Industry-standard in academia nowadays is word counts/limits. Once you reach a certain point, grad school and beyond, word limits become your nemesis, because advisors are more interested in big ideas expressed concisely instead of in meandering prose. Obviously this can vary a lot depending on the field—my research is in a sub-discipline of sociolinguistics called discourse analysis, and we try to strike a balance between qualitative narration and quantitative analysis. In technical writing, you try to be as dense as possible with no extemporaneous material whatsoever, while in literary or cultural critique, waxing poetic can be acceptable, so long as it actually contributes substantively.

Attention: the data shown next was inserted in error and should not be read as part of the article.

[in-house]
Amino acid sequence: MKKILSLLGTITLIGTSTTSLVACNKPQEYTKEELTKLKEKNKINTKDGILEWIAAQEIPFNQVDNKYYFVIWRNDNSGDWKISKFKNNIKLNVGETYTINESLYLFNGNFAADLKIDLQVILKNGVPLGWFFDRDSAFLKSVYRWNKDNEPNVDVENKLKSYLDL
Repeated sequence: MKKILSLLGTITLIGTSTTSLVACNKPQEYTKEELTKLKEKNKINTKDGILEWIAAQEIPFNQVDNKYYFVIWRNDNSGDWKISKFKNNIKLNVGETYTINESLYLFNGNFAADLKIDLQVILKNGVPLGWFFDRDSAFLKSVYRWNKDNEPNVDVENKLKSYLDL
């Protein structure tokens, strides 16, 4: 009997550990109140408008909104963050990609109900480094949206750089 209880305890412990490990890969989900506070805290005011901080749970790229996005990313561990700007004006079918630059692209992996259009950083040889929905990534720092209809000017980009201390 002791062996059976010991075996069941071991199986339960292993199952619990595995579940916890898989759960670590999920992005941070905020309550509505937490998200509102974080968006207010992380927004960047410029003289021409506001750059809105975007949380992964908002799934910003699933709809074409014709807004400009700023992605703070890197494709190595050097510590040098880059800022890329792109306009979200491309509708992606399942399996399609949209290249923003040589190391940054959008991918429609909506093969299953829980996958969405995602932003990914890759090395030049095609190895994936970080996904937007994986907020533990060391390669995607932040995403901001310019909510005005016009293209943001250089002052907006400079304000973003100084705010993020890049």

I’ve had to do research on topics that I thought were really cool for creative writing classes, and that always seemed more interesting than whatever else I was gonna do. At least for first years at Hogwarts, I think all muggle-borns (or Harry) I guess should have acted like Hermione because its a whole new world for them to learn about. I mean it would be cool to learn about everything. But if you asked me to write a 4-page essay on anything I’m not going to enjoy it, it’d be interesting to read and learn about it though.